In addition, exon-sequencing approaches do not detect all mutational classes. A particular problem arises in detecting large-scale deletions or duplications involving whole exons, or in detecting promoter or deep intronic mutations. This is an issue for at least some HSP genes, e.g. whole exon deletions are a common cause of SPG4/SPAST HSP (see above). We anticipate that in the relatively near future this issue will be resolved by whole-genome sequencing, which has the capacity to identify large deletions/duplications, as well as promoter and deep intronic mutations. In a research setting, genome sequencing may also allow identification of causative mutations in genes that have not previously been associated with the disease under consideration. In the meantime, additional testing for deletions/duplications should be considered in selected genes for appropriate patients, prioritised based on clinical features, in whom mutations have not been identified in exon-sequencing panels.

High-throughput sequencing approaches also may present ethical issues if so-called “incidental findings” (clinically relevant changes in genes unrelated to the condition being tested) are detected. These are particularly important when whole-exome or whole-genome approaches are taken, where, given sufficient numbers of tested subjects, it is inevitable that other potentially clinically significant abnormalities, e.g. mutations in cancer predisposing genes or detection of carrier status for autosomal recessive disease, will be detected. Whether and how such findings are reported back to patients requires careful consideration of their clinical validity and utility, and the ethical issues surrounding this are currently a topic of much debate [42].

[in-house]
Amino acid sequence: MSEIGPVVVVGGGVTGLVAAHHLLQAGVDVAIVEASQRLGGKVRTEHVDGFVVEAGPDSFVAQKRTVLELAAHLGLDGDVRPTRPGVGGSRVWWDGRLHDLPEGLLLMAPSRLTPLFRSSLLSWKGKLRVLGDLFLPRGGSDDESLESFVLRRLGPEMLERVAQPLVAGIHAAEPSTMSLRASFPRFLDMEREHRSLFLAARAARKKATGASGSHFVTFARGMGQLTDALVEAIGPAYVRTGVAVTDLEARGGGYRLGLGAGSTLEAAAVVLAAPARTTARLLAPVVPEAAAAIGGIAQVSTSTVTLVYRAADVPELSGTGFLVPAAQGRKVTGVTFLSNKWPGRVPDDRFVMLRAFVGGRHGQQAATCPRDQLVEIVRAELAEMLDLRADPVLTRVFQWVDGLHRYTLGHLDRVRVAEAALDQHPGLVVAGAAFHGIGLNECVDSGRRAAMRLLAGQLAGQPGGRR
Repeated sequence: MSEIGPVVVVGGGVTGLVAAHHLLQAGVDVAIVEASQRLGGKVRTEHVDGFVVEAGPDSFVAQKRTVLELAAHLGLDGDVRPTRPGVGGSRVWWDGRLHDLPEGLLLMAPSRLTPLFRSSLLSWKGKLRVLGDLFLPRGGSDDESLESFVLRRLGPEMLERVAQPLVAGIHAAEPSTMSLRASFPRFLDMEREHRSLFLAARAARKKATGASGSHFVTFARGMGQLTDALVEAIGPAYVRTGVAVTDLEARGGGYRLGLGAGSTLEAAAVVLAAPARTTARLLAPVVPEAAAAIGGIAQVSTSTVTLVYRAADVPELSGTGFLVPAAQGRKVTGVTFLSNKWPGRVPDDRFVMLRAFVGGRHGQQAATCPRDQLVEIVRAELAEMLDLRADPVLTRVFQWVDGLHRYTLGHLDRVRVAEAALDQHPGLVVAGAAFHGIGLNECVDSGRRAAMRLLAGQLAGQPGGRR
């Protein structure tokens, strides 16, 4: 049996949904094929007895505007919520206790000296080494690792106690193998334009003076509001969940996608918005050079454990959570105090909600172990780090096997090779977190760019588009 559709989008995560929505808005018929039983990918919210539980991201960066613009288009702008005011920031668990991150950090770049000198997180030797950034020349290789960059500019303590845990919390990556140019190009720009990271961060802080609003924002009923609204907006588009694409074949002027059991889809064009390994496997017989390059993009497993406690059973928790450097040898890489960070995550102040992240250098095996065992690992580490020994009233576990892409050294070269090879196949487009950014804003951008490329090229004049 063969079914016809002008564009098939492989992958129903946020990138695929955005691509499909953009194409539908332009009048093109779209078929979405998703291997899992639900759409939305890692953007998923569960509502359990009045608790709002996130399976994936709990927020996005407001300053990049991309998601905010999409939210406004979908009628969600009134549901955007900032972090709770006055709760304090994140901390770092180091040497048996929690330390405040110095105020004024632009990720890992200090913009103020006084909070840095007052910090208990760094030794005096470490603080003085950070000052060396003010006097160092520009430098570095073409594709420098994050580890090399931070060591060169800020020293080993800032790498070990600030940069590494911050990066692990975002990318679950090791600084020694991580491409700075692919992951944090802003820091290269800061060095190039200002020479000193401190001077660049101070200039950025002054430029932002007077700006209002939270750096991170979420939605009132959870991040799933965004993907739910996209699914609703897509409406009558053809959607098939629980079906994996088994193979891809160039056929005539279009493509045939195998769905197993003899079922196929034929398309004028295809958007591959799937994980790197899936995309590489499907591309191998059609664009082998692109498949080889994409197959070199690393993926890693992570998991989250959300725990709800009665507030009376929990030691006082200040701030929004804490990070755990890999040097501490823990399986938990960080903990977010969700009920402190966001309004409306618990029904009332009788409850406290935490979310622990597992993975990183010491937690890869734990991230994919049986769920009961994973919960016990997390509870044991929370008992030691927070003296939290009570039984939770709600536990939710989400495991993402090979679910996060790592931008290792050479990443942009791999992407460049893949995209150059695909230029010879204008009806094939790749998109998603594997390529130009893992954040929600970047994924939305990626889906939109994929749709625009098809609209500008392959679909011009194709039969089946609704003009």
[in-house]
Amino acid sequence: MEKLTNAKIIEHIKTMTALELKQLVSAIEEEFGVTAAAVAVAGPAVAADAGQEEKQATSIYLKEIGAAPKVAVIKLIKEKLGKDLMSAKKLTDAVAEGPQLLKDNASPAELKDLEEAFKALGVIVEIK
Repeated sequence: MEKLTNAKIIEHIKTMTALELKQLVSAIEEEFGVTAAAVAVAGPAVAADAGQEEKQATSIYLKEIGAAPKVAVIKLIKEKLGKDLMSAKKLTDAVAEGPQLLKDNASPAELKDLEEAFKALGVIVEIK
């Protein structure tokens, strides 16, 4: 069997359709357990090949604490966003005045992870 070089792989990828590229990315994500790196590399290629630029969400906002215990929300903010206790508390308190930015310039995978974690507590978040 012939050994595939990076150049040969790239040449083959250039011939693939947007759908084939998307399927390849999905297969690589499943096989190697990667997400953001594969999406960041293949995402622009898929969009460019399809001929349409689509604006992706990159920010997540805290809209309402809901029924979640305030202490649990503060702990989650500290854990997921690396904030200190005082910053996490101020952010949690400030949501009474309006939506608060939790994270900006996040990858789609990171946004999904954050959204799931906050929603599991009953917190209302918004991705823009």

Finally, while next-generation sequencing approaches have the potential to increase rates of molecular genetic diagnosis in HSP, they do not remove the need for careful phenotyping––this is still important, as it can help to focus bioinformatics analysis onto the most relevant genes. Careful phenotyping may also better define the clinical spectrum associated with pathogenic mutations in particular genes.

Rehabilitation and therapy for HSP patients

People with HSP complain of muscle stiffness, pain, spasms and cramps, tripping over their toes due to weakness of ankle dorsiflexion and hip flexion, loss of balance, effortful walking and progressively more flexed standing posture. Eventually, walking becomes impossible for some patients due to a combination of (a) spasticity, (b) weakness, particularly of ankle dorsiflexion, leading to (c) loss of range of movement at ankle, knee and hip, making it impossible to stand straight, and (d) loss of motor control leading to delayed postural reflexes and loss of balance.